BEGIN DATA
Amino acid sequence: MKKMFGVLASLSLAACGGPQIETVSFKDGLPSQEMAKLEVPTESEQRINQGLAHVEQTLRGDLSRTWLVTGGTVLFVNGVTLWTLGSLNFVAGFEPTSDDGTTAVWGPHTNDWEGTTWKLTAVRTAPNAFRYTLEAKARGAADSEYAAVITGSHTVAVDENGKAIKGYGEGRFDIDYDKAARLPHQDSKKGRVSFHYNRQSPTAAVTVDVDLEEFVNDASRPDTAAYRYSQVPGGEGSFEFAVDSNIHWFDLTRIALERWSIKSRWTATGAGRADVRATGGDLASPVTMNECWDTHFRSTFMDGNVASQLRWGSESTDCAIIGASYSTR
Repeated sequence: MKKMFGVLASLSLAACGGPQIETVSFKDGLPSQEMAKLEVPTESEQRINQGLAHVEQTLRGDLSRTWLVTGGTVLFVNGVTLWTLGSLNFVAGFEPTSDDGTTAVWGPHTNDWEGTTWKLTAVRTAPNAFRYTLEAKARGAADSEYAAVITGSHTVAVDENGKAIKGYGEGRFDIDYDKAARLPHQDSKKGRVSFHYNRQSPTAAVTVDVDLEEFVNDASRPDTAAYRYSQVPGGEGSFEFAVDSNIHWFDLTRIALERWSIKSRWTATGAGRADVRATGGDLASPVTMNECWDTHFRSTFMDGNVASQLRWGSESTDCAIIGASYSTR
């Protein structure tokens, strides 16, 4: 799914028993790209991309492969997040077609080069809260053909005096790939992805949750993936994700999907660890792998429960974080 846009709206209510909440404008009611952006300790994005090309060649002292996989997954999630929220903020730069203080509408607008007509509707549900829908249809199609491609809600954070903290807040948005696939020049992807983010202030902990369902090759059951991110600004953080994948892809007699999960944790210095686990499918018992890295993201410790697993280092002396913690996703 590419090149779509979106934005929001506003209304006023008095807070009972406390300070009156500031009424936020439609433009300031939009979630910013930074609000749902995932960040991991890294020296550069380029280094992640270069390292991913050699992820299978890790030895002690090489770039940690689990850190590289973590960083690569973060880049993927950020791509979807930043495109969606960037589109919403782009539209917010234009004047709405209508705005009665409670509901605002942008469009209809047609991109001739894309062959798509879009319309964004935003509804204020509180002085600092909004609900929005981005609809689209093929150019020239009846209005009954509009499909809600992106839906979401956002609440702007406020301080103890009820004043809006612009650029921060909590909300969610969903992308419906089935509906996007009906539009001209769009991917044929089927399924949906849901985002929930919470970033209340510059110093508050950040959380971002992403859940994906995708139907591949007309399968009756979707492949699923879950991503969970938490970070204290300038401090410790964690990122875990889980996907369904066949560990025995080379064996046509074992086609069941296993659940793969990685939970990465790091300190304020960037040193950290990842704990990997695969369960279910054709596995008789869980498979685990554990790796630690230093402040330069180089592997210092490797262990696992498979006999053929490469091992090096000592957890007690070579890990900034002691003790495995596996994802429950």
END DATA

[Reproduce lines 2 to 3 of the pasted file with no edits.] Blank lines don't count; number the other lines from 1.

Repeated sequence: MKKMFGVLASLSLAACGGPQIETVSFKDGLPSQEMAKLEVPTESEQRINQGLAHVEQTLRGDLSRTWLVTGGTVLFVNGVTLWTLGSLNFVAGFEPTSDDGTTAVWGPHTNDWEGTTWKLTAVRTAPNAFRYTLEAKARGAADSEYAAVITGSHTVAVDENGKAIKGYGEGRFDIDYDKAARLPHQDSKKGRVSFHYNRQSPTAAVTVDVDLEEFVNDASRPDTAAYRYSQVPGGEGSFEFAVDSNIHWFDLTRIALERWSIKSRWTATGAGRADVRATGGDLASPVTMNECWDTHFRSTFMDGNVASQLRWGSESTDCAIIGASYSTR
């Protein structure tokens, strides 16, 4: 799914028993790209991309492969997040077609080069809260053909005096790939992805949750993936994700999907660890792998429960974080 846009709206209510909440404008009611952006300790994005090309060649002292996989997954999630929220903020730069203080509408607008007509509707549900829908249809199609491609809600954070903290807040948005696939020049992807983010202030902990369902090759059951991110600004953080994948892809007699999960944790210095686990499918018992890295993201410790697993280092002396913690996703 590419090149779509979106934005929001506003209304006023008095807070009972406390300070009156500031009424936020439609433009300031939009979630910013930074609000749902995932960040991991890294020296550069380029280094992640270069390292991913050699992820299978890790030895002690090489770039940690689990850190590289973590960083690569973060880049993927950020791509979807930043495109969606960037589109919403782009539209917010234009004047709405209508705005009665409670509901605002942008469009209809047609991109001739894309062959798509879009319309964004935003509804204020509180002085600092909004609900929005981005609809689209093929150019020239009846209005009954509009499909809600992106839906979401956002609440702007406020301080103890009820004043809006612009650029921060909590909300969610969903992308419906089935509906996007009906539009001209769009991917044929089927399924949906849901985002929930919470970033209340510059110093508050950040959380971002992403859940994906995708139907591949007309399968009756979707492949699923879950991503969970938490970070204290300038401090410790964690990122875990889980996907369904066949560990025995080379064996046509074992086609069941296993659940793969990685939970990465790091300190304020960037040193950290990842704990990997695969369960279910054709596995008789869980498979685990554990790796630690230093402040330069180089592997210092490797262990696992498979006999053929490469091992090096000592957890007690070579890990900034002691003790495995596996994802429950």